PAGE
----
Edward Abott in his Shakespearean grammar makes an interesting observation about the use of words. In Elizabethan English entails a compression of language. A single word could be pressed for a number of concepts. The Victorian period made plain the precise purpose of the language.

He does not go as far as the present; but I am not certain that our contemporary idiom can bear the weight of modals (could should would). In a language bare of nuance and abused by social media demands, and a humanities education more concerned with “justice” and less with humanities, this discussion of words would be incomprehensible:

One great cause of the difference between Elizabethan and Victorian English is, that the latter has introduced or developed what may be called the division of labour. A few examples will illustrate this.

The Elizabethan subjunctive (see VERBS, SUBJUNCTIVE) could be used

1 optatively, or

2 to express a condition or

3 a consequence of a condition,

4 or to signify purpose after that.

Now, all these different meanings are expressed by different auxiliaries–would that! should he come, he would find, that he may see,–and the subjunctive inflection is restricted to a few phrases with if. To walk is now either (1) a noun, or (2) denotes a purpose, in order to walk. In Elizabethan English, to walk might also denote by walking, as regards walking, for walking; a licence now discarded, except in one or two common phrases, such as I am happy to say, &c. Similarly, Shakespeare could write of vantage for from vantage-ground, of charity for for charity’s sake, of mine honour for on my honour, of purpose for on purpose, of the city’s cost for at the city’s cost, of his body for as regards his life, made peace of enmity for peace instead of enmity, we shall find a shrewd contriver of him for in him, did I never speak of all that time for during all that time. Similarly by has been despoiled of many of its powers, which have been divided among near, in accordance with, by reason of, owing to. But has been forced to cede some of its provinces to unless and except. Lastly, that, in Early English the only relative, had been already, before the Elizabethan times, supplanted in many idioms by who and which; but it still retained its meanings of because, inasmuch as, and when; sometimes under the forms for that, in that; sometimes without the prepositions. These it has now lost, except in a few colloquial phrases.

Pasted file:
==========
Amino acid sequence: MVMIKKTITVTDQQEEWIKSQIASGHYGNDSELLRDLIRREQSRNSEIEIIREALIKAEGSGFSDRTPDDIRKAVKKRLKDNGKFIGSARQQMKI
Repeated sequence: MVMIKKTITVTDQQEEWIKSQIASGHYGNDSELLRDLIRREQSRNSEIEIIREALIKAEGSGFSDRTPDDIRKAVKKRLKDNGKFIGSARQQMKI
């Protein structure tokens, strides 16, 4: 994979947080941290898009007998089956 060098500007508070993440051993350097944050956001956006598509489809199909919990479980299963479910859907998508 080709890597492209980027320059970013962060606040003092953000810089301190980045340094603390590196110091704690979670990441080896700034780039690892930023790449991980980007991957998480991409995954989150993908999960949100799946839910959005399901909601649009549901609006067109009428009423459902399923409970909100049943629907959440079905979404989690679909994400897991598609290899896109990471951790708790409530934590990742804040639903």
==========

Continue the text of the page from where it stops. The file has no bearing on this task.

As a rule, then, the tendency of the English language has been to divide the labour of expression as far as possible by diminishing the task assigned to overburdened words and imposing it upon others.